Monday, October 17, 2011

Where did September go??

...oops....I guess I missed September.  I think I must have blinked twice, and it was gone.  I don't know how, when you think time can't possibly fly any faster, it manages to do so.  But it does, and it has, and here we are again.

I've not made a whole lot of progress over the past month; although I did complete a silk piece on the table loom.  I've loved working with this little loom since I bought it from John Low of Woolhouse Tools a couple of years ago.  I've loved working with it so much that I've committed to purchasing a countermarche loom from him as well.  Since I've only woven with jack looms (and this table loom), it is what I consider to be my first 'real' loom.  It will also be what I consider my 'life loom'...or all that I hope it to be for the rest of my days...and it is the Gertrude, which will have 16 harnesses, double back beam and the extension and harnesses for 51 drawloom pattern shafts.  I'm hoping to have enough paid on it to have it here at about the time that my second child, my daughter, leaves for college next fall.   ...did you catch the gasping sobs that follow the thought of my daughter leaving for college next fall?  Just how else can you combat that but with the distraction of putting together a monster of a loom?  That's my plan.  I'm sticking with it....

Sometimes, I have to pinch myself and give a good think to whether I've really got this in the works.  Susan Harvey (now would be the time to learn how to insert the link to her blog!!) is not only an amazing weaver, but a very kind woman, and sent me a gazillion photos of her Gertrude (Emmatrude) to admire until that day arrives that I get to tie up my own 640 texsolve cords.  If I can produce half the quality that Susan produces on her Woolhouse, I willl be a happy girl!

So until then, I still have plenty of work to accomplish with my Baby Wolf and this fabulous table loom.  This is the first time that I've actually put all 12 of the harnesses to work.  Because I enjoyed the process of weaving an 8H gebrochene a few months ago, I picked a 12 harness version from  I actually did a lot of UNweaving, along with the weaving; but it kind of matched a funk that I've been in, so not a big deal to go backward and forward like that. 

You can see one of the errors in the photo on the left....I have to admit that on one occasion, I unwove about 4 inches to get to an error like this, only to realize that there was yet another one about 3 inches prior to that.  So unweave I did, because I can't just cut silk and throw it away.  I had to adjust my process to take more time when moving the temple and using the drawdown rather than a handwritten progression to keep the pattern more in focus as I worked through the treadling.  That made the difference and avoided additional errors.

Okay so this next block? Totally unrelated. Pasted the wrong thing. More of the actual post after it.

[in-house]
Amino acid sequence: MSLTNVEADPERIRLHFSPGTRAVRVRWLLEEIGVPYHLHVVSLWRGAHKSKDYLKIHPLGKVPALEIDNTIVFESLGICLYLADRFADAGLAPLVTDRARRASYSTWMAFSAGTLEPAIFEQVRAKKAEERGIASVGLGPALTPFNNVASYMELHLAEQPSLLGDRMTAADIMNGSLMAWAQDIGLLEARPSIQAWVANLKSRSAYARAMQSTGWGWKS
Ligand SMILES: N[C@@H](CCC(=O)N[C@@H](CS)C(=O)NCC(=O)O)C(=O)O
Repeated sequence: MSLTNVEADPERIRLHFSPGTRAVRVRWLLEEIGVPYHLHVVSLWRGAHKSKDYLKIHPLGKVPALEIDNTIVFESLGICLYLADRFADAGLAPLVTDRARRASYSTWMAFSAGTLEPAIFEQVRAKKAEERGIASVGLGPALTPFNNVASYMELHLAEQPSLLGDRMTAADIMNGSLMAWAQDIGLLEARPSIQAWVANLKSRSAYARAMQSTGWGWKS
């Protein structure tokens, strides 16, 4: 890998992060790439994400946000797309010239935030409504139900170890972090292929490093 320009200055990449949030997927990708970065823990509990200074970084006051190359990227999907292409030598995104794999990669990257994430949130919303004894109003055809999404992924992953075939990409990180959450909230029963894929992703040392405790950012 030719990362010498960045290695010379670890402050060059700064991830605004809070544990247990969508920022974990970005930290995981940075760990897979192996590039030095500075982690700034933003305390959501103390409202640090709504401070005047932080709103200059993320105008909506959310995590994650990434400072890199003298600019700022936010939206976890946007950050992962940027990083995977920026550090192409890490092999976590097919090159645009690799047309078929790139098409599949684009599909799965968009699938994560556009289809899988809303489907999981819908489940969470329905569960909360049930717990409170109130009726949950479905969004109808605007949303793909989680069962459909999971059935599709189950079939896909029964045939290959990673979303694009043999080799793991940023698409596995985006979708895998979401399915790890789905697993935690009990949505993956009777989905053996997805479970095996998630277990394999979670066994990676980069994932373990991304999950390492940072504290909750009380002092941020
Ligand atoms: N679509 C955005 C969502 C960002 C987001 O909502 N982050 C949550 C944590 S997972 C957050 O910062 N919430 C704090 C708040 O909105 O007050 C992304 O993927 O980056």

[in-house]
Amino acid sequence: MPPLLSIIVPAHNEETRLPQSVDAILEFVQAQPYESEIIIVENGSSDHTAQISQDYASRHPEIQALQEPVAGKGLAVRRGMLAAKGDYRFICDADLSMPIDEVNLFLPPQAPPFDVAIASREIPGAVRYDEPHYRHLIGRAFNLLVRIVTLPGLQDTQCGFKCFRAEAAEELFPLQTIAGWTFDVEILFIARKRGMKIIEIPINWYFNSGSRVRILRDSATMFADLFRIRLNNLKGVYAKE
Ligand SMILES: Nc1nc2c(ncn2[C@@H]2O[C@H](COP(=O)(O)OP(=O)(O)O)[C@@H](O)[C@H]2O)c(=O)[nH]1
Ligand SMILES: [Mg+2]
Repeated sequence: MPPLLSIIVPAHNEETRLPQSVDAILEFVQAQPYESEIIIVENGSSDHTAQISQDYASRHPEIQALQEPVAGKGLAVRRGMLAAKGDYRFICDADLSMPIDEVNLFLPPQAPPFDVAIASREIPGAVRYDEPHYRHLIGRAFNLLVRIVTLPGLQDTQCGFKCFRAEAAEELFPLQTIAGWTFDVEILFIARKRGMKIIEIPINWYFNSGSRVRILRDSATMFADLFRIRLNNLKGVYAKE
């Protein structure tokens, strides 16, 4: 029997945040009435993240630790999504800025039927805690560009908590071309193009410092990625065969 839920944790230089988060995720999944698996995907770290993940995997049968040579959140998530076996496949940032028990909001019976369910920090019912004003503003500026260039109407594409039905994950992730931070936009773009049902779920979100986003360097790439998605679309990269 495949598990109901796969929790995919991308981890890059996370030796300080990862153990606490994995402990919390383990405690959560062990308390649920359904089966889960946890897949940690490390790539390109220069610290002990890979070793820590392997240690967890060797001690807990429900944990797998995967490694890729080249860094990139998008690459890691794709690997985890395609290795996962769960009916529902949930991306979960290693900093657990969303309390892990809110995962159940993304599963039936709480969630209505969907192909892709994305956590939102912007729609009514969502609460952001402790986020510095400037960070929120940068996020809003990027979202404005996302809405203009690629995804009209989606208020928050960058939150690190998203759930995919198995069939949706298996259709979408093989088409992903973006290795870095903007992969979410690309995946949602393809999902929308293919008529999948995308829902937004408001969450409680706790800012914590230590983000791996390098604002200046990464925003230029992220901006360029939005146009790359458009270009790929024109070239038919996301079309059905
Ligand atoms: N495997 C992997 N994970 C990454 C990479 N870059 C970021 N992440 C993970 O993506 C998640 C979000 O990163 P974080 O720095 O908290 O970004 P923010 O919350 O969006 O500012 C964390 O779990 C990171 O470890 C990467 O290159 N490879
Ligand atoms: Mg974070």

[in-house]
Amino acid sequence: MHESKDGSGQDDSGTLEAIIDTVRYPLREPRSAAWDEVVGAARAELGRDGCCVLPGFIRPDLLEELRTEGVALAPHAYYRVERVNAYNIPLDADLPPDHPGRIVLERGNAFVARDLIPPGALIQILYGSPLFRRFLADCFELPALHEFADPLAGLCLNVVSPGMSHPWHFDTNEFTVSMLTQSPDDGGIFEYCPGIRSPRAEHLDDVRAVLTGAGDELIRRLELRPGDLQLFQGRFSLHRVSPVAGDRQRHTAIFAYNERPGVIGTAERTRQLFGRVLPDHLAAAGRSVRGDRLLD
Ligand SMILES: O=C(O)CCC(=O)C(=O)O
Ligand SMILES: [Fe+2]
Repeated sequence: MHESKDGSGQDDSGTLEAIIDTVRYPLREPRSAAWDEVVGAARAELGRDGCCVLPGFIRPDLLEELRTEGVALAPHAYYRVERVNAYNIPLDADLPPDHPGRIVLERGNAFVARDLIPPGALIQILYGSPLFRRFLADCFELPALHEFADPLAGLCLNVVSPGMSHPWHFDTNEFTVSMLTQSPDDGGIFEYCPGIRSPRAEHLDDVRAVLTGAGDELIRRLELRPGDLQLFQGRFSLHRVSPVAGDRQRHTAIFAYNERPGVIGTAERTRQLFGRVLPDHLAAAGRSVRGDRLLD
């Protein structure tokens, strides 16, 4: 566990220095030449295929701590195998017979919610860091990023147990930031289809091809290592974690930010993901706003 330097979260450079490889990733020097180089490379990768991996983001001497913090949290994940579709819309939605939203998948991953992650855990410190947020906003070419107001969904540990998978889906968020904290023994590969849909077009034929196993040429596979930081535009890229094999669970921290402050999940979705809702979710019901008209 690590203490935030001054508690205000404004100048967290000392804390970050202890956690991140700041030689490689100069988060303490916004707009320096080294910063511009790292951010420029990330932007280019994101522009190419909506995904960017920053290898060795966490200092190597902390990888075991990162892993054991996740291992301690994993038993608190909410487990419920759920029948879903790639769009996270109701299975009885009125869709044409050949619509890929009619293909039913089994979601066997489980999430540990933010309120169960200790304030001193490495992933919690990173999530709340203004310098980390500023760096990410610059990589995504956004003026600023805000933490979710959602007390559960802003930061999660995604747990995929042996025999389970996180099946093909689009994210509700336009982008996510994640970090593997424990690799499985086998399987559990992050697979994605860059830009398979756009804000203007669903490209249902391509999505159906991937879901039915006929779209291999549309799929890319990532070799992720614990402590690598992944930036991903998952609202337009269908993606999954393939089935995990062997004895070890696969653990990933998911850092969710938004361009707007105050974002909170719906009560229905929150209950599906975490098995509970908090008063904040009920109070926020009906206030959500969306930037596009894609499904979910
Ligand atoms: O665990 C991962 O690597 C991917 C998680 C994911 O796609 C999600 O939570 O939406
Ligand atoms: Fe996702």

I love weaving with the table loom because it slows everything down to a place where the structure of the weaving is allowed to sink in on a practical, hands-on level.  John developed this wonderful gadget (called a 'Which One') that allows you to have a physical guide for each 'treadling' of your progression.  The white clips correspond to which harness needs to be raised, and each column aligns with the levers for the harnesses.  I'm not sure I would enjoy weaving on a table loom as much without this aid.  Rather than move the little bars as I progress (the peg in the middle of the bar allows you to lift it out of thte opening at the bottom of the tower and slip it back in at the top), I just label each and use them as a visual guide.  In many patterns, there are reversals that make the  moving of the bars more of a hassle than a help, so I find to just have the guide in front of me works quite well.

Another advantage of the table loom is the amount of waste that can be avoided, particularly with a fiber that is especially costly and painful to waste.  At $60-ish per half pound cone, I hate to waste silk.  This silk is 20/2, which I wanted to use to get acquainted with weaving with silk.  What a treat to work with, and I now look forward to moving on to the finer gauge.  I think the biggest challenge with moving on to a smaller grist is having enough more heddles may be in order before I can move on to 60/2 and finer.

This gebrochene is # 55861 in the library.  It was sett at 28 epi with 20/2 silk, woven at 28 ppi.  At 61 ends per pattern repeat, and 7 repeats, I ended up with a stole of about 15" width, woven to  72", excluding the 5" fringes on each end.  It was hemstitched at 12 ends per section, divided into and twisted as three four-end plys.  The center section was beaded prior to twisting; and I'm quite happy with the end result.

Next up on the Baby Wolf is a run of overshot runners.  I'm trying back-to-front warping for a change, so all sorts of adventure is happening with that.  I'll share photos for a 'later in October' post....

I thank you for visiting and sharing my weaving space with me!!  Happy and healthy weaving to you all!

...until next time.....


Wednesday, August 24, 2011

There is satisfaction.... watching the beam collect its layers of woven cloth.  This is an 11-yard warp of block twill towels.  The cotton was gifted to me by a dear friend who was 'cleaning out', so called for the use all of her colors for this collection of towels.  I used the inspiration (again!) of Sharon Alderman's 'Mastering Weave Structures' in putting together a five-color block twill.  Half of the towels were woven in broken twill, half were woven straight twill.  I *love* these towels, which were woven 24" x 34"; finished at 18" x 30"...although, I think with a bit more stretching and tugging with the pressing, they would manage another inch or two each way.

 The tabbies were made on the inkle loom, which I asked my husband to build specifically so I could make towels with these beautiful little hanging tabs.  I've always loved how nice the scandinavian towels look with their coordinating hangars.  He came through with flying colors, and now I can make coordinated hanging tags.

The sett for these was 24 epi / 24 ppi, so the hemming was quite straightforward with 2.5 block rows per hem, folded and pressed on the block lines. 

As much as I was aiming for an easy, relaxing weave, I was destined to make use of the time with several worthwhile lessons...